“But again, there’s only so much that you can really do with explosions without really hurting people. So I think that’s why it was good to give us an out with the story when we didn’t actually explode the ring - maybe Kenny’s craftsmanship as a bomb builder is not his forte, maybe he should stick to wrestling...

“Clearly, the final explosion was not enough to take out Moxley and Kingston, which is good because we need Moxley and Kingston in one piece. If the ring had exploded them, we would be in real trouble - so I’m glad it didn’t blow them up completely. It gave us kind of an out there with Kenny being in charge of the construction since we couldn’t actually blow the guys up for real.”

A number of sources, including Wrestling Observer’s Josh Nason, interpreted those comments as meaning the sparklers-and-smoke ending was the plan all along.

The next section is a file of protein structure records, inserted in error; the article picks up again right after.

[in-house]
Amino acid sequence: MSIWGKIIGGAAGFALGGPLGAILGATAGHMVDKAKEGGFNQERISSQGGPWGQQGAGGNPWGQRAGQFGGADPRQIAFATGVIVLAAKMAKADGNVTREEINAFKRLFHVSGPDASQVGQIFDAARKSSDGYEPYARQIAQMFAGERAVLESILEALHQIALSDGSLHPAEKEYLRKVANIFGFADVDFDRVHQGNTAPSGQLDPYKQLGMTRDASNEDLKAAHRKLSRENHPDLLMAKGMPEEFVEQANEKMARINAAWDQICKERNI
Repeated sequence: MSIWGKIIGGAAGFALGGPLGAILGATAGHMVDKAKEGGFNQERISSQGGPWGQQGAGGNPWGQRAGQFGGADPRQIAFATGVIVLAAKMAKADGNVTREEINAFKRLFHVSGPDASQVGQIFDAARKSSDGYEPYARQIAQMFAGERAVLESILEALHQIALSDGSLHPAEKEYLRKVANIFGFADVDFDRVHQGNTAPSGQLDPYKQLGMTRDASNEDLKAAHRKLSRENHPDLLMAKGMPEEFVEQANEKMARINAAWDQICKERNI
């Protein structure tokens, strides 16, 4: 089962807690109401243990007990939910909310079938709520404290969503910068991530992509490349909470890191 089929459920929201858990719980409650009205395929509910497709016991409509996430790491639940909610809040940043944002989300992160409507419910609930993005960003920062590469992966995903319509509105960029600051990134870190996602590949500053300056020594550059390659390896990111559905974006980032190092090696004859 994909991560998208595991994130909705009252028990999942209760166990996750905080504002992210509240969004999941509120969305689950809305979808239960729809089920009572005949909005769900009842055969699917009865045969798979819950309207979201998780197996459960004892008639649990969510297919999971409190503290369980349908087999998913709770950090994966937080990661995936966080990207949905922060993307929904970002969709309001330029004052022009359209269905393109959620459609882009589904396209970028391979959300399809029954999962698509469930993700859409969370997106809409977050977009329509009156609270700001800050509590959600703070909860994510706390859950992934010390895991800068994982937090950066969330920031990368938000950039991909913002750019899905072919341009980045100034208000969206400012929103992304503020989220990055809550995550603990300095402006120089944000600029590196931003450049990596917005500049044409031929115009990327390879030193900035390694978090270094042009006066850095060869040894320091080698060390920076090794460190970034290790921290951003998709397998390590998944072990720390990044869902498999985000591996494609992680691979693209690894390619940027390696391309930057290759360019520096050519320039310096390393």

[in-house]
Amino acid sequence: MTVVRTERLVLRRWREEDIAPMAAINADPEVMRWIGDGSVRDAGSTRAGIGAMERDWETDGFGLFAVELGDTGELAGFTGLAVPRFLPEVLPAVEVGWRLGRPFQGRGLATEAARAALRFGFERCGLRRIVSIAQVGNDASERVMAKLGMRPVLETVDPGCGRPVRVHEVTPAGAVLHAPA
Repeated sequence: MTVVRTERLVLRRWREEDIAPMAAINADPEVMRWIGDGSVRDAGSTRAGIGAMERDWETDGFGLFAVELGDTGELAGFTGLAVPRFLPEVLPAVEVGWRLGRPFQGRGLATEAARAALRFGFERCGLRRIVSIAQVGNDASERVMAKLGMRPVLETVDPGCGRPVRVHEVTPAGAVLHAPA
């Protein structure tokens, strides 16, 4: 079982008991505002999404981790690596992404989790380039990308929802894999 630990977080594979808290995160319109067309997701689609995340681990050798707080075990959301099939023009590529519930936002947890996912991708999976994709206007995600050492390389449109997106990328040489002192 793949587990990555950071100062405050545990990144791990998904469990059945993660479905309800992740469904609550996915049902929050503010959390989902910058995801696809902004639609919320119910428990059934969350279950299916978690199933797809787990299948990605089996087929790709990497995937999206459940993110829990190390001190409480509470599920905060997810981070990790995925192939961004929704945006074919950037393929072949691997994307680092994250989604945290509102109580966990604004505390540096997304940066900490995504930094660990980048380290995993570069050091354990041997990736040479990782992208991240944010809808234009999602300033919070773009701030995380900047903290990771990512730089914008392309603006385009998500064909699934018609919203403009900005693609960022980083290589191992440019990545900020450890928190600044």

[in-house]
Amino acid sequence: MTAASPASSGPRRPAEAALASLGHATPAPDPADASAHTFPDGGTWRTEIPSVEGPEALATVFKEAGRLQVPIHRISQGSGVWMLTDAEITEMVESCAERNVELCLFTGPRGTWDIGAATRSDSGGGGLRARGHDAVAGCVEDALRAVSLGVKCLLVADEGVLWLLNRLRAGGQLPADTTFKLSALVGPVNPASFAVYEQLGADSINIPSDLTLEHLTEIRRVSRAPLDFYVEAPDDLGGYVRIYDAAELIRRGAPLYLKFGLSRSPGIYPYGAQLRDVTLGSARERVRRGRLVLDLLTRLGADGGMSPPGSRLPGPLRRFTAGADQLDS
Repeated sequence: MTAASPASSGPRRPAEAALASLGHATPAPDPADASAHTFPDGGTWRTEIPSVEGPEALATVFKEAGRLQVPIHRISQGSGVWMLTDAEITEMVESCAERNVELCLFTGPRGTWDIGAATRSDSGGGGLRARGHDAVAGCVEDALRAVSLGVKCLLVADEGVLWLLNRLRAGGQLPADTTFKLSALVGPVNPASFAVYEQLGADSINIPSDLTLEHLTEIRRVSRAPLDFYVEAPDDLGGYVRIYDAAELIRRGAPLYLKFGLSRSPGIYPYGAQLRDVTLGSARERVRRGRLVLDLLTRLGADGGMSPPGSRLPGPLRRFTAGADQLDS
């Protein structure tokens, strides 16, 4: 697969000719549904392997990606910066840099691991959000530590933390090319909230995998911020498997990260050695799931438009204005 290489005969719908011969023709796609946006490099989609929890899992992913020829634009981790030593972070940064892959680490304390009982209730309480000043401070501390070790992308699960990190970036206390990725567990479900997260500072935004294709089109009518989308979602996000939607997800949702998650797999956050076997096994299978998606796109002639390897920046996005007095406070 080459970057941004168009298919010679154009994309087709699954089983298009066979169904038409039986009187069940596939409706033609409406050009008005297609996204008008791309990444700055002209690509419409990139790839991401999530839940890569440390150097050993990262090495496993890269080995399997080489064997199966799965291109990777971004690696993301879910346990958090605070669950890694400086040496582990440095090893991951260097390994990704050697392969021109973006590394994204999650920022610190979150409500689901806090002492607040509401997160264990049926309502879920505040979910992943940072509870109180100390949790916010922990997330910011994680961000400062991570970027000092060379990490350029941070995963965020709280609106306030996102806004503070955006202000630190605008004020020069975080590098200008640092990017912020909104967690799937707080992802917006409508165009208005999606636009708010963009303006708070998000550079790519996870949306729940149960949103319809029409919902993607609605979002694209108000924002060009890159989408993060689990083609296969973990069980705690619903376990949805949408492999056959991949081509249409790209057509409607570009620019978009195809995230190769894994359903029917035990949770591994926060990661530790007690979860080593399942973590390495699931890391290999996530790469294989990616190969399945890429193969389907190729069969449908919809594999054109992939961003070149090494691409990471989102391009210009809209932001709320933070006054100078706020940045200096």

But then that site’s main voices, Dave Meltzer and Bryan Alvarez, went on Wrestling Observer Radio to clarify that Tony was just keeping it kayfabe in the media scrum.

Alvarez: There seems to be some confusion here... people seem to think that Tony Khan in the presser was saying that this was the plan. This was not the plan.

Meltzer: Obviously.

Alvarez: What he was saying was...

Meltzer: This is the storyline that we’re going with!

Alvarez: ... the story from this point forward is that Kenny Omega built a dud. But the story, Tony did not say, ‘hey, let’s build a dud. That’ll be funny.’ The idea was this was gonna be a gigantic explosion, it didn’t happen. Now, in an attempt to salvage it, the story they’re going to try and tell, is that Kenny built a dud. Which, as noted, is a problem, because Eddie sold the dud.